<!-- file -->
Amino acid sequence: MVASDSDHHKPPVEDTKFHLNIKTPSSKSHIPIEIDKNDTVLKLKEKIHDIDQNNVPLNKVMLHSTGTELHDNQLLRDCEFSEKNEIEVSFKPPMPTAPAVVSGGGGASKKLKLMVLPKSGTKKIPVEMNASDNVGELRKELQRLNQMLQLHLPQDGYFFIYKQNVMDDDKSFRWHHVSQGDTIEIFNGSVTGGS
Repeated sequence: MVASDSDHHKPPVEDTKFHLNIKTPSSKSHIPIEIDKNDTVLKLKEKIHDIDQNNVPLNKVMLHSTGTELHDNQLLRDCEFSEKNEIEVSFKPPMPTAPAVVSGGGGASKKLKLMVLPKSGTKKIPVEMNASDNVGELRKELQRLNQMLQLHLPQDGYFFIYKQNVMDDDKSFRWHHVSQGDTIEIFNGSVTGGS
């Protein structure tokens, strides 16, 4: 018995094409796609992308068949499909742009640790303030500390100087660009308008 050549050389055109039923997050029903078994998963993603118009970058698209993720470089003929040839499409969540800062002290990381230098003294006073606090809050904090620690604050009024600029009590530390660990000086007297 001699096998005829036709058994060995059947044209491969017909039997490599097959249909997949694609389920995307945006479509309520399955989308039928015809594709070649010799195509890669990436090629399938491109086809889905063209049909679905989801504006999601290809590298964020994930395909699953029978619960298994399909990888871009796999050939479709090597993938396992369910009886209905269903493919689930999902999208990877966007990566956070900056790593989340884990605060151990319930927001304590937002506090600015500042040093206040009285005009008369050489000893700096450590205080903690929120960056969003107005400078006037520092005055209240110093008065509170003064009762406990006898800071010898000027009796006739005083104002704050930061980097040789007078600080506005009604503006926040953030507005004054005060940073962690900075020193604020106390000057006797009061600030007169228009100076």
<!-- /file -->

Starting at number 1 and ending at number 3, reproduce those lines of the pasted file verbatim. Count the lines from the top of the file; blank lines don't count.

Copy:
Amino acid sequence: MVASDSDHHKPPVEDTKFHLNIKTPSSKSHIPIEIDKNDTVLKLKEKIHDIDQNNVPLNKVMLHSTGTELHDNQLLRDCEFSEKNEIEVSFKPPMPTAPAVVSGGGGASKKLKLMVLPKSGTKKIPVEMNASDNVGELRKELQRLNQMLQLHLPQDGYFFIYKQNVMDDDKSFRWHHVSQGDTIEIFNGSVTGGS
Repeated sequence: MVASDSDHHKPPVEDTKFHLNIKTPSSKSHIPIEIDKNDTVLKLKEKIHDIDQNNVPLNKVMLHSTGTELHDNQLLRDCEFSEKNEIEVSFKPPMPTAPAVVSGGGGASKKLKLMVLPKSGTKKIPVEMNASDNVGELRKELQRLNQMLQLHLPQDGYFFIYKQNVMDDDKSFRWHHVSQGDTIEIFNGSVTGGS
């Protein structure tokens, strides 16, 4: 018995094409796609992308068949499909742009640790303030500390100087660009308008 050549050389055109039923997050029903078994998963993603118009970058698209993720470089003929040839499409969540800062002290990381230098003294006073606090809050904090620690604050009024600029009590530390660990000086007297 001699096998005829036709058994060995059947044209491969017909039997490599097959249909997949694609389920995307945006479509309520399955989308039928015809594709070649010799195509890669990436090629399938491109086809889905063209049909679905989801504006999601290809590298964020994930395909699953029978619960298994399909990888871009796999050939479709090597993938396992369910009886209905269903493919689930999902999208990877966007990566956070900056790593989340884990605060151990319930927001304590937002506090600015500042040093206040009285005009008369050489000893700096450590205080903690929120960056969003107005400078006037520092005055209240110093008065509170003064009762406990006898800071010898000027009796006739005083104002704050930061980097040789007078600080506005009604503006926040953030507005004054005060940073962690900075020193604020106390000057006797009061600030007169228009100076």